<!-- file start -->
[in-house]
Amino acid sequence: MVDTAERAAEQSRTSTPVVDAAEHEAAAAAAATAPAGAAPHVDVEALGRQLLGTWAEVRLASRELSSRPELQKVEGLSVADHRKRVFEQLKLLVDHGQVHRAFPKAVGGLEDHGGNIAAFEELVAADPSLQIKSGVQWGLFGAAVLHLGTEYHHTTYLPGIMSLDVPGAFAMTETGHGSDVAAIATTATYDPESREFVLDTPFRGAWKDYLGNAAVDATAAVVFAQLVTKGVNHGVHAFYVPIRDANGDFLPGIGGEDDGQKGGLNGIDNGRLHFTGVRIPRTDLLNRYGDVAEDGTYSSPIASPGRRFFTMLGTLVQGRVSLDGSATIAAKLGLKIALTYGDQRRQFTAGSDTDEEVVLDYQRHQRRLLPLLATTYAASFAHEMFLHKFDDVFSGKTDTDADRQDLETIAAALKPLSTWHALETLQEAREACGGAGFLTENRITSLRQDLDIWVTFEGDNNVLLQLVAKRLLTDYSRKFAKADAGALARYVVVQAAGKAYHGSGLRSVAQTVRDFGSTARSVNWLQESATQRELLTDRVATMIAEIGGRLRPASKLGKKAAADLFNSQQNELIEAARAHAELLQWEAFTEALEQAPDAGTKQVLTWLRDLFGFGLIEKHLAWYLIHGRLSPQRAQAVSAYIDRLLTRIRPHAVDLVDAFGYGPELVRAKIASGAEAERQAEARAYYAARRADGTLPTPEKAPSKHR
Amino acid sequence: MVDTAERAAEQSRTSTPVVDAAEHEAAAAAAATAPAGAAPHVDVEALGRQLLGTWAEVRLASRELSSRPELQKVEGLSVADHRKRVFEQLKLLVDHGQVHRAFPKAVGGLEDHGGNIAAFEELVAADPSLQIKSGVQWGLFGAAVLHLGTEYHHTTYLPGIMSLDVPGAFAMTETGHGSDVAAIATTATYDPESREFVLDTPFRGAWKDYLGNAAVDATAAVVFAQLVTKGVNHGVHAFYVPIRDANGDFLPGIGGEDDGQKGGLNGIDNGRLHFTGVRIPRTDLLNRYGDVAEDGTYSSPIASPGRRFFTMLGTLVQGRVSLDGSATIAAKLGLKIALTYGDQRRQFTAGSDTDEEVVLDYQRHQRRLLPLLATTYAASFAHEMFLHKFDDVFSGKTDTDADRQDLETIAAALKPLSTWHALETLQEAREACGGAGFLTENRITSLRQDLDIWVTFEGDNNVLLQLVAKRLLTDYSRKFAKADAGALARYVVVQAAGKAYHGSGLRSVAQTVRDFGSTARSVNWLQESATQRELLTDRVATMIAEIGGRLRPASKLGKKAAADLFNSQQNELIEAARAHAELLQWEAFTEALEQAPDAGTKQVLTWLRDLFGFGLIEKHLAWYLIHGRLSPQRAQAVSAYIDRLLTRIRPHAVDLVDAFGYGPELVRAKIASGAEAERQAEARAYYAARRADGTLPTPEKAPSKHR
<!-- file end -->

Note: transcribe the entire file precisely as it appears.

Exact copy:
[in-house]
Amino acid sequence: MVDTAERAAEQSRTSTPVVDAAEHEAAAAAAATAPAGAAPHVDVEALGRQLLGTWAEVRLASRELSSRPELQKVEGLSVADHRKRVFEQLKLLVDHGQVHRAFPKAVGGLEDHGGNIAAFEELVAADPSLQIKSGVQWGLFGAAVLHLGTEYHHTTYLPGIMSLDVPGAFAMTETGHGSDVAAIATTATYDPESREFVLDTPFRGAWKDYLGNAAVDATAAVVFAQLVTKGVNHGVHAFYVPIRDANGDFLPGIGGEDDGQKGGLNGIDNGRLHFTGVRIPRTDLLNRYGDVAEDGTYSSPIASPGRRFFTMLGTLVQGRVSLDGSATIAAKLGLKIALTYGDQRRQFTAGSDTDEEVVLDYQRHQRRLLPLLATTYAASFAHEMFLHKFDDVFSGKTDTDADRQDLETIAAALKPLSTWHALETLQEAREACGGAGFLTENRITSLRQDLDIWVTFEGDNNVLLQLVAKRLLTDYSRKFAKADAGALARYVVVQAAGKAYHGSGLRSVAQTVRDFGSTARSVNWLQESATQRELLTDRVATMIAEIGGRLRPASKLGKKAAADLFNSQQNELIEAARAHAELLQWEAFTEALEQAPDAGTKQVLTWLRDLFGFGLIEKHLAWYLIHGRLSPQRAQAVSAYIDRLLTRIRPHAVDLVDAFGYGPELVRAKIASGAEAERQAEARAYYAARRADGTLPTPEKAPSKHR
Amino acid sequence: MVDTAERAAEQSRTSTPVVDAAEHEAAAAAAATAPAGAAPHVDVEALGRQLLGTWAEVRLASRELSSRPELQKVEGLSVADHRKRVFEQLKLLVDHGQVHRAFPKAVGGLEDHGGNIAAFEELVAADPSLQIKSGVQWGLFGAAVLHLGTEYHHTTYLPGIMSLDVPGAFAMTETGHGSDVAAIATTATYDPESREFVLDTPFRGAWKDYLGNAAVDATAAVVFAQLVTKGVNHGVHAFYVPIRDANGDFLPGIGGEDDGQKGGLNGIDNGRLHFTGVRIPRTDLLNRYGDVAEDGTYSSPIASPGRRFFTMLGTLVQGRVSLDGSATIAAKLGLKIALTYGDQRRQFTAGSDTDEEVVLDYQRHQRRLLPLLATTYAASFAHEMFLHKFDDVFSGKTDTDADRQDLETIAAALKPLSTWHALETLQEAREACGGAGFLTENRITSLRQDLDIWVTFEGDNNVLLQLVAKRLLTDYSRKFAKADAGALARYVVVQAAGKAYHGSGLRSVAQTVRDFGSTARSVNWLQESATQRELLTDRVATMIAEIGGRLRPASKLGKKAAADLFNSQQNELIEAARAHAELLQWEAFTEALEQAPDAGTKQVLTWLRDLFGFGLIEKHLAWYLIHGRLSPQRAQAVSAYIDRLLTRIRPHAVDLVDAFGYGPELVRAKIASGAEAERQAEARAYYAARRADGTLPTPEKAPSKHR